French far-right leader Marine Le Pen accused of being 'too soft' on Islam in election debate 

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French far-right leader Marine Le Pen is left stunned as President Macron's interior minister accuses HER of being 'too soft' on Islam in election debate

Interior minister Gérald Darmanin said her position would 'disappoint' her baseLe Pen responded by confirming she 'does not intend to attack Islam' if electedThe debate on French TV saw opening salvos fired in a hotly contested election 

By Jack Elsom For Mailonline

Published: 11:33 GMT, 13 February 2021 | Updated: 12:03 GMT, 13 February 2021

French far-right presidential candidate Marine Le Pen looked bewildered during a debate this week as she was accused by a Macron ally of being 'too soft' on Islam. 

Interior minister Gérald Darmanin said her efforts to rebrand the National Rally party had led to a watering down of her hardline position that would 'disappoint' her base.

Le Pen responded by defending the rights of Muslims to practice and confirmed she 'does not intend to attack Islam, which is a religion like any other'.  

That the far-right candidate was facing accusations of being too liberal left even Le Pen visibly stunned. 

French far-right presidential candidate Marine Le Pen looked bewildered during a debate this week as she was accused by a Macron ally of being 'too soft' on Islam

The debate broadcast on French TV saw the opening salvos fired in a hotly contested election to be fought next year.

Le Pen and incumbent President Macron are expected to face off in the final round of voting and have been trading the lead in polls, which put them miles ahead of their nearest rivals.

Tackling extremism is seen as a touchstone issue in the election and comes as ministers plan tougher measures over religious associations and homeschooling.

During Thursday's debate, Darmanin said: In her attempts to rehabilitate [her party], Ms Le Pen has gone a bit soft... you need to take some vitamins, you're not tough enough here.'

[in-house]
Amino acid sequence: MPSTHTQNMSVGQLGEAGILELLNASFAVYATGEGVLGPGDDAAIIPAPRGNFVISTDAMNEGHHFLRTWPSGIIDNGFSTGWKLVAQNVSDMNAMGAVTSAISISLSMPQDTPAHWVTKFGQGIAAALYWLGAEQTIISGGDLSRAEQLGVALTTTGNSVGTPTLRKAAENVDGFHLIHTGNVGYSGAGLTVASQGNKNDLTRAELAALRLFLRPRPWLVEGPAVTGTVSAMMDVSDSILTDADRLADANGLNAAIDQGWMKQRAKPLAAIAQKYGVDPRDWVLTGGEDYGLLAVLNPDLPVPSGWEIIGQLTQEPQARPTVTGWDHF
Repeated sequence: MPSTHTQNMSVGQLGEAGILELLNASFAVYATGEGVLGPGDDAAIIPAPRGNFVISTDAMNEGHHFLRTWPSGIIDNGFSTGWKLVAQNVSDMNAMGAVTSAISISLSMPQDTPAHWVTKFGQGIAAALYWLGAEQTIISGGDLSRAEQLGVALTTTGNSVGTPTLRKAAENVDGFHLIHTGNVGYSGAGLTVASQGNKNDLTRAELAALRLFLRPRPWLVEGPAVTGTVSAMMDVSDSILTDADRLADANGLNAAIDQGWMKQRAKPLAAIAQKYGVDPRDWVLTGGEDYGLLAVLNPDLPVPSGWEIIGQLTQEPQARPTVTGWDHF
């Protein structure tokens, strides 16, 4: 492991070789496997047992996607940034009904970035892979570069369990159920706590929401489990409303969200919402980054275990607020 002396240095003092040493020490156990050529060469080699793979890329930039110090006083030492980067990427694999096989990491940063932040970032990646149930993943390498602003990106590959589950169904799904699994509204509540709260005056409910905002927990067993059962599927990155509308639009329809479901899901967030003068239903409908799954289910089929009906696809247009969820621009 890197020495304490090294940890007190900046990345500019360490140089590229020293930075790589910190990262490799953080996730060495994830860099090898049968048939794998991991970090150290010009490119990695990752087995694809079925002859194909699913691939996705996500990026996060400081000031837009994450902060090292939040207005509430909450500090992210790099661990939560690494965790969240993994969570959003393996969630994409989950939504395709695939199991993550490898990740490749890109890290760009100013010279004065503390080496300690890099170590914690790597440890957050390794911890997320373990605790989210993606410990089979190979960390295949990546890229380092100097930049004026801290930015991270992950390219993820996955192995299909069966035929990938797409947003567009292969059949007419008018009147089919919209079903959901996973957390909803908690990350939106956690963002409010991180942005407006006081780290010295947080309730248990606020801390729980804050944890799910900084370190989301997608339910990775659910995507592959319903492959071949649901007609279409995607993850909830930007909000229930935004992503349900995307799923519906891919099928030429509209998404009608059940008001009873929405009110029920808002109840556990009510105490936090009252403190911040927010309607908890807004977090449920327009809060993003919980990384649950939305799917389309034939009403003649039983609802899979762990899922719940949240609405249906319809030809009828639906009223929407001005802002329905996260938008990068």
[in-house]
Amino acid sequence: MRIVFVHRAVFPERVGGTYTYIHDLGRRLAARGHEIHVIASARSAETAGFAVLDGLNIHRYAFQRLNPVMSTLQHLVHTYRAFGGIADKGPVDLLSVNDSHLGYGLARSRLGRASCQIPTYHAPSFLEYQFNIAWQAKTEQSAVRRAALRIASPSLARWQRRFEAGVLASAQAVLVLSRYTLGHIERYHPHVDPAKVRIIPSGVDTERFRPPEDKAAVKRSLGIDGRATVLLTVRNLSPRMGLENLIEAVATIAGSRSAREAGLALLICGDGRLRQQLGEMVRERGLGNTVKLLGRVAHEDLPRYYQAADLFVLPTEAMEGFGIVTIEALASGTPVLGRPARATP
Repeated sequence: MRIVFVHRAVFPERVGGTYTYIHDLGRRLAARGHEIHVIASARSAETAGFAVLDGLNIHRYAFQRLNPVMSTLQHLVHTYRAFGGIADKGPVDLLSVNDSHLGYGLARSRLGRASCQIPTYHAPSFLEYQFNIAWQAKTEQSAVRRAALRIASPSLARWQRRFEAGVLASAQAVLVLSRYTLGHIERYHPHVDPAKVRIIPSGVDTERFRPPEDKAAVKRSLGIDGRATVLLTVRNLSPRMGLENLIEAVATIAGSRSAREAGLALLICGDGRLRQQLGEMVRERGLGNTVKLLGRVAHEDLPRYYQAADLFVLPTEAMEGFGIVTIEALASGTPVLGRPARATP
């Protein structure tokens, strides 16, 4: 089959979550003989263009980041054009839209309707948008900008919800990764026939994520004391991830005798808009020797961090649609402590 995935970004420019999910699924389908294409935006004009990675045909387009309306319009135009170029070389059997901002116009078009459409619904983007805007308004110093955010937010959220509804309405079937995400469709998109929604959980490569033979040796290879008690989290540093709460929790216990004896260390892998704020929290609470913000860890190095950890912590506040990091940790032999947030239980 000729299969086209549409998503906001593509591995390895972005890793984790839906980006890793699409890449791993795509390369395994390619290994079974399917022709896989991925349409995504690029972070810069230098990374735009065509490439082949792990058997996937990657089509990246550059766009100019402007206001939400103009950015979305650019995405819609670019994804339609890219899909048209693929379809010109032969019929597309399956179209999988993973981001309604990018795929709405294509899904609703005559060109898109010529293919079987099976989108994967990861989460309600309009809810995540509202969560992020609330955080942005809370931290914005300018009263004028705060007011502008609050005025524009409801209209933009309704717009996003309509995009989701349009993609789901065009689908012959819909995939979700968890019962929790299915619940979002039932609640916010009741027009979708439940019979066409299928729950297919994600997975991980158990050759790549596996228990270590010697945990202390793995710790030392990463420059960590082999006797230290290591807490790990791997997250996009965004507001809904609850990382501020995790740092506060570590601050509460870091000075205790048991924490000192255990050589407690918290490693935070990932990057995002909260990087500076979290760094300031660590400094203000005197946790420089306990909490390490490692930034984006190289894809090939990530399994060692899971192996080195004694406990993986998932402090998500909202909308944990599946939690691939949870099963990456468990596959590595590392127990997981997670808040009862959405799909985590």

He added: 'If I understand you right, you're prepared to not even legislate on religion, and you say that Islam is not even a problem. 

'You've gone quite far, it's going to disappoint quite a lot of your voters I imagine. 

Interior minister Gérald Darmanin said her efforts to rebrand the National Rally party had led to a watering down of her hardline position that would 'disappoint' her base

Le Pen responded by defending the rights of Muslims to practice and confirmed she 'does not intend to attack Islam, which is a religion like any other'

Le Pen responded: Yes I can confirm that I don't intend to attack Islam, which is a religion like any other. 

'And, because I am strongly attached to our French values, I want to conserve total freedom of religion. That's my opinion.'

She hit out at the government's plan to crack down on homeschooling - which ministers point to as a breeding ground for extremism - and instead pointed to her own proposals such as banning headscarfs for all in public and tighter migration controls. 

Le Pen has led France's most prominent far-right party since 2011, when she took the reins from her father, Jean-Marie Le Pen.

After losing the presidential run-off in 2017 to Macron and his newly formed En Marche! party, Le Pen changed the name of National Front to National Rally.  

Her anti-EU and anti-immigration firebrand populism now could finally see her win the race for the Elysee Palace.

This week she was in court facing allegations of spreading hate by publicising the images of James Foley, an American journalist who was murdered by the terrorist group in 2014.

She denied  breaking hate speech laws by tweeting 'monstrous' pictures of the ISIS atrocities in a trial she slammed as a politically motivated attempt to silence her.

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